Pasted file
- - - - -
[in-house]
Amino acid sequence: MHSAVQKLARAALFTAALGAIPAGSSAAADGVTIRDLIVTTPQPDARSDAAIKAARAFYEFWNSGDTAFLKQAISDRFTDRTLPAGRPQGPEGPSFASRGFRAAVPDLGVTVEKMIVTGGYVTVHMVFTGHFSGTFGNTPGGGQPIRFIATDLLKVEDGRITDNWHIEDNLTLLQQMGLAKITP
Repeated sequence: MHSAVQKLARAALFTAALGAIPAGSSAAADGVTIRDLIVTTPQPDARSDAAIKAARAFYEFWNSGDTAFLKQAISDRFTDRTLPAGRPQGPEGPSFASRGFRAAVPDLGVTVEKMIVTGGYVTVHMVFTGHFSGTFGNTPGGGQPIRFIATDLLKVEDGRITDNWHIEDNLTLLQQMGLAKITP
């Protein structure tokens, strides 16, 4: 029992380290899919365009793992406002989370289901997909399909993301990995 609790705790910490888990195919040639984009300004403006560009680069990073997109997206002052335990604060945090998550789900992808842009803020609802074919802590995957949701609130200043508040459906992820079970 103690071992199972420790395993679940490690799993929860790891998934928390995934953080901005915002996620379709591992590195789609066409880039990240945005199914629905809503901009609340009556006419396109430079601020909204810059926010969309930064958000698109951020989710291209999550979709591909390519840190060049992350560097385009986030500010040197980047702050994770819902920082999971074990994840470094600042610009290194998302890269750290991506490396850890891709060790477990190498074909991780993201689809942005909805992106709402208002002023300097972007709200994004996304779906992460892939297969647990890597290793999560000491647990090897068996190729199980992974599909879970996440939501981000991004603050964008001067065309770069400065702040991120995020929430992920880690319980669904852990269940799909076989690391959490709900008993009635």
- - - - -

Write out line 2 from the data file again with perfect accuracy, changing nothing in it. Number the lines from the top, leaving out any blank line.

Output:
Amino acid sequence: MHSAVQKLARAALFTAALGAIPAGSSAAADGVTIRDLIVTTPQPDARSDAAIKAARAFYEFWNSGDTAFLKQAISDRFTDRTLPAGRPQGPEGPSFASRGFRAAVPDLGVTVEKMIVTGGYVTVHMVFTGHFSGTFGNTPGGGQPIRFIATDLLKVEDGRITDNWHIEDNLTLLQQMGLAKITP